Thursday, November 12, 2020

Logical Fallacies List

 Logical fallacies are, in fact, rather interesting. I myself am a philosopher and have studied logic extensively.

While there are many logical fallacies, I will start with the most common ones.

The first and most common logical fallacy is 'Appeal to the masses'. This occurs when someone appeals to an action or belief that has been performed by large numbers of people.

This fallacy is also known as 'Appeal to the majority' or 'Argumentum ad populum'. It occurs when someone attempts to justify an action or belief by claiming that most people practice it.

There are two kinds of fallacies. Logical fallacies, and psychological or argumentative fallacies.

Logical Fallacy: A logical fallacy is an error in reasoning that renders an argument invalid.

A logical fallacy is an error in reasoning that renders an argument invalid.

There are many kinds of logical fallacies. I will list a few important ones:

The Straw Man fallacy:

The Straw Man fallacy is a misrepresentation of someone else's position to make it easier to attack.

I think one of the most common logical fallacies is 'argumentum ad populum'. This fallacy occurs when someone uses the fact that a lot of people believe something to argue for or against it. For example, if I said "Most people who have seen The Godfather like it", you might be tempted to agree with me--but this would not make my statement true. Just because many people do not understand Socrates does not mean he was wrong.

Another fallacy arises when people think that something is good simply because it has always been done. For example, we might say that since the death penalty has always existed in human society, it should continue to exist--but this is not necessarily true. If you are interested in examining logical fallacies in more detail I have compiled a list of Wikipedia's 'List of common logical fallacies.'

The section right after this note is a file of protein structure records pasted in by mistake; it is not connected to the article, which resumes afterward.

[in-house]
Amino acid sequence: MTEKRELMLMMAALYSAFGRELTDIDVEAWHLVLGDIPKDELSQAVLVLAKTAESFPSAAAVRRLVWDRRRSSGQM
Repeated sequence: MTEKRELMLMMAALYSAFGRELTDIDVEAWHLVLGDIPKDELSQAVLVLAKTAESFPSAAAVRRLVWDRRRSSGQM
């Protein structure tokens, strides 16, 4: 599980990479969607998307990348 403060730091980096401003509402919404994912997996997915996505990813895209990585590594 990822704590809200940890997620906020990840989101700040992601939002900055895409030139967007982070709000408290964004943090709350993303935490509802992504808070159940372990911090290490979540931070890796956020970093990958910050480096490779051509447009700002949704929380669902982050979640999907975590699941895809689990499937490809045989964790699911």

Let me also mention that I think you should be careful about the use of words like 'logical fallacy'. This is a human term. Humans have their own unique way of thinking which differs from other creatures such as chimpanzees and dolphins, who have their own ways of thinking. The word "fallacy" implies that humans are somehow inferior to these other animals--but this could not be further from the truth! Humans may not be able to fly or live under water but they can do things no other animal has ever managed.

We live in a world of false beliefs. We are born with the instinct to believe unconditionally, that is, without logical reason or justification. This tendency remains within us throughout our lives and determines how we behave towards others and ourselves.

The majority of people are not aware of this tendency, and believe that they live in a 'just world' where their own actions determine what happens to them. This is true for those who succeed but also for the unfortunate ones.

Thus, the majority of people accept the status quo and do not challenge it. Those who succeed remain in a state of ignorance about their luck, blaming themselves for failures or ascribing them to external circumstances.

The only way out of this state of ignorance and the resulting suffering, is to first acknowledge that we live in a world of false beliefs. This entails recognizing the interdependence between our actions and their results, as well as freeing ourselves from superstitious thinking.